Volunteers from Israeli aid agency IsraAid are helping Syrian refugees off the boats in Greece. But they need your help, hears Stephen Oryszczuk
The man supervising Israel’s rescue of Syrian refugees off the Greek coast is lost for words. He’s been asked to sum up the scale of the crisis. “You’re standing there on the beach, with all these little rubber boats bringing thousands of people every day,” he says finally. “Honestly? It’s like a tragic scene from a Hollywood epic.”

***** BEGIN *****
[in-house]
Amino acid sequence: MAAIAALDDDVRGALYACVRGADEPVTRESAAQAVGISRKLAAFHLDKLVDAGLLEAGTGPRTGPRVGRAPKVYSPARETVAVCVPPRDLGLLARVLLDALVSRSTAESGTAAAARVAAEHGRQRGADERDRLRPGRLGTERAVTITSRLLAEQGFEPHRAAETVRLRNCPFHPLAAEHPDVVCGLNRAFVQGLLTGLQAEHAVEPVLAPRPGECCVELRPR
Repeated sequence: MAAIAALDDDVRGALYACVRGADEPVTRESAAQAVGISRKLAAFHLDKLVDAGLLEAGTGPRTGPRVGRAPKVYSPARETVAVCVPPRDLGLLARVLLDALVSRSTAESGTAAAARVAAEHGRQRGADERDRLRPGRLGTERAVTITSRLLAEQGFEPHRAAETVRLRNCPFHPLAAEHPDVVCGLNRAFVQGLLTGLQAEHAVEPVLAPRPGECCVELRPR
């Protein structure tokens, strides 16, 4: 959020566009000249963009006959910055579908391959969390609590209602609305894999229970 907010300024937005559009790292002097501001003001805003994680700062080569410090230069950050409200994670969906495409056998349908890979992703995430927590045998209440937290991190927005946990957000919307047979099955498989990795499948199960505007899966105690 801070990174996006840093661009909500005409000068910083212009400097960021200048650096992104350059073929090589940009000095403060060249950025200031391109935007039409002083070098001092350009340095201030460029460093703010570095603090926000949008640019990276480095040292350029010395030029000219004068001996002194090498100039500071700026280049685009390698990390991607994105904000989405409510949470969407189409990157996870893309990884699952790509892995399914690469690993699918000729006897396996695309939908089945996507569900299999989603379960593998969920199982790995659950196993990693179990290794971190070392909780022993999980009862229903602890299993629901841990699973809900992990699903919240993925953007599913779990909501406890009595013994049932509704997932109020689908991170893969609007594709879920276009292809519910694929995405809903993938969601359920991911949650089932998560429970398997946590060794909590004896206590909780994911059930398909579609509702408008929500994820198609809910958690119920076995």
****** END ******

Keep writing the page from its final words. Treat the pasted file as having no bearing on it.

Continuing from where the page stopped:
This is Yotam Polizer, regional director at IsraAID, a non-governmental organisation (NGO) that relies on donations to offer emergency medical and psychological support to Syrian refugees arriving in Greece, Serbia, Croatia, Jordan and Iraq.
His social activism has taken him from the Negev to Nepal via Japanese tsunamis and typhoons in the Philippines, but only now is he speechless. It’s not surprising. He is on the front-line of a mass migration, the biggest movement of people in 70 years, with 70,000 arriving in Europe every week. And he has just 12 people to help him.
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